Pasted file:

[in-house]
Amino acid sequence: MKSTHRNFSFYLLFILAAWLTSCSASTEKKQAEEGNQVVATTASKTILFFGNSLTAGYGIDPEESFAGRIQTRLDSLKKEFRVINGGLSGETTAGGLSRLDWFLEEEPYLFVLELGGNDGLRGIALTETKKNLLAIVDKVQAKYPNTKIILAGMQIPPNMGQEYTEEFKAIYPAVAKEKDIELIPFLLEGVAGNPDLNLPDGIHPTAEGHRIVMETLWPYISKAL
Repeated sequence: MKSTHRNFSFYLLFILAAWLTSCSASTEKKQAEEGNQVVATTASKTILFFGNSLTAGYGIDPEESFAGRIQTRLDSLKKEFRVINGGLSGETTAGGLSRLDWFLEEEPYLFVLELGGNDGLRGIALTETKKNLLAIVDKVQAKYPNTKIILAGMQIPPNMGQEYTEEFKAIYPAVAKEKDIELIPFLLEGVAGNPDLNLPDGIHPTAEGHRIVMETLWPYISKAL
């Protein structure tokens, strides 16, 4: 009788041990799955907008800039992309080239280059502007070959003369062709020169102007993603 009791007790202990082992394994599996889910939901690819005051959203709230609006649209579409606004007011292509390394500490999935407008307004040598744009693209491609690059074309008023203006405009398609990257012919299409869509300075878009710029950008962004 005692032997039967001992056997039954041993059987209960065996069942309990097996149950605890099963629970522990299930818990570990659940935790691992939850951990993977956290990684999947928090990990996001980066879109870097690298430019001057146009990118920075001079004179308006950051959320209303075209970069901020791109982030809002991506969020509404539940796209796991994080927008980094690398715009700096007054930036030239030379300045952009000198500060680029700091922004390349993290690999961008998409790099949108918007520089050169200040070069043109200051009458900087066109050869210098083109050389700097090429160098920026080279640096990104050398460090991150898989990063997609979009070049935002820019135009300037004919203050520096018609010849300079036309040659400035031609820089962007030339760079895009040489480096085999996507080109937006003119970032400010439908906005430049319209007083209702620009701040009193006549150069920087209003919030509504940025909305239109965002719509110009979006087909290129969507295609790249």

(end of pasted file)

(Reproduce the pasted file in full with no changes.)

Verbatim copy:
[in-house]
Amino acid sequence: MKSTHRNFSFYLLFILAAWLTSCSASTEKKQAEEGNQVVATTASKTILFFGNSLTAGYGIDPEESFAGRIQTRLDSLKKEFRVINGGLSGETTAGGLSRLDWFLEEEPYLFVLELGGNDGLRGIALTETKKNLLAIVDKVQAKYPNTKIILAGMQIPPNMGQEYTEEFKAIYPAVAKEKDIELIPFLLEGVAGNPDLNLPDGIHPTAEGHRIVMETLWPYISKAL
Repeated sequence: MKSTHRNFSFYLLFILAAWLTSCSASTEKKQAEEGNQVVATTASKTILFFGNSLTAGYGIDPEESFAGRIQTRLDSLKKEFRVINGGLSGETTAGGLSRLDWFLEEEPYLFVLELGGNDGLRGIALTETKKNLLAIVDKVQAKYPNTKIILAGMQIPPNMGQEYTEEFKAIYPAVAKEKDIELIPFLLEGVAGNPDLNLPDGIHPTAEGHRIVMETLWPYISKAL
């Protein structure tokens, strides 16, 4: 009788041990799955907008800039992309080239280059502007070959003369062709020169102007993603 009791007790202990082992394994599996889910939901690819005051959203709230609006649209579409606004007011292509390394500490999935407008307004040598744009693209491609690059074309008023203006405009398609990257012919299409869509300075878009710029950008962004 005692032997039967001992056997039954041993059987209960065996069942309990097996149950605890099963629970522990299930818990570990659940935790691992939850951990993977956290990684999947928090990990996001980066879109870097690298430019001057146009990118920075001079004179308006950051959320209303075209970069901020791109982030809002991506969020509404539940796209796991994080927008980094690398715009700096007054930036030239030379300045952009000198500060680029700091922004390349993290690999961008998409790099949108918007520089050169200040070069043109200051009458900087066109050869210098083109050389700097090429160098920026080279640096990104050398460090991150898989990063997609979009070049935002820019135009300037004919203050520096018609010849300079036309040659400035031609820089962007030339760079895009040489480096085999996507080109937006003119970032400010439908906005430049319209007083209702620009701040009193006549150069920087209003919030509504940025909305239109965002719509110009979006087909290129969507295609790249």